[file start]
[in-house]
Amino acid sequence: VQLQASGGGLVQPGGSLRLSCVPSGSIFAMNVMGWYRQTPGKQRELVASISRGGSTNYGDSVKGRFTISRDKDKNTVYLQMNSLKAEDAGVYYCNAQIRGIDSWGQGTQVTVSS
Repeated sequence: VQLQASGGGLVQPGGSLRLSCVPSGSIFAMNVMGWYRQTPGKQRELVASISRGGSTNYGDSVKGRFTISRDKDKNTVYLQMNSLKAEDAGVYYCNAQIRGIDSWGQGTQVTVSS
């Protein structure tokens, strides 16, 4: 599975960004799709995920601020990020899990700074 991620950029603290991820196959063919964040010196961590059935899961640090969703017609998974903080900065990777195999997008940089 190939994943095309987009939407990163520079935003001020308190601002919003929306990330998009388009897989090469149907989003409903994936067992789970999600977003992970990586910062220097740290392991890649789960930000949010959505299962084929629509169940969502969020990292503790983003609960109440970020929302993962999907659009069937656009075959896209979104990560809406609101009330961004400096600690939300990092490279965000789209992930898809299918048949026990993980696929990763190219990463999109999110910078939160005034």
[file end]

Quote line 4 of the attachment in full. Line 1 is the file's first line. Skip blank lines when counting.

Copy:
């Protein structure tokens, strides 16, 4: 599975960004799709995920601020990020899990700074 991620950029603290991820196959063919964040010196961590059935899961640090969703017609998974903080900065990777195999997008940089 190939994943095309987009939407990163520079935003001020308190601002919003929306990330998009388009897989090469149907989003409903994936067992789970999600977003992970990586910062220097740290392991890649789960930000949010959505299962084929629509169940969502969020990292503790983003609960109440970020929302993962999907659009069937656009075959896209979104990560809406609101009330961004400096600690939300990092490279965000789209992930898809299918048949026990993980696929990763190219990463999109999110910078939160005034």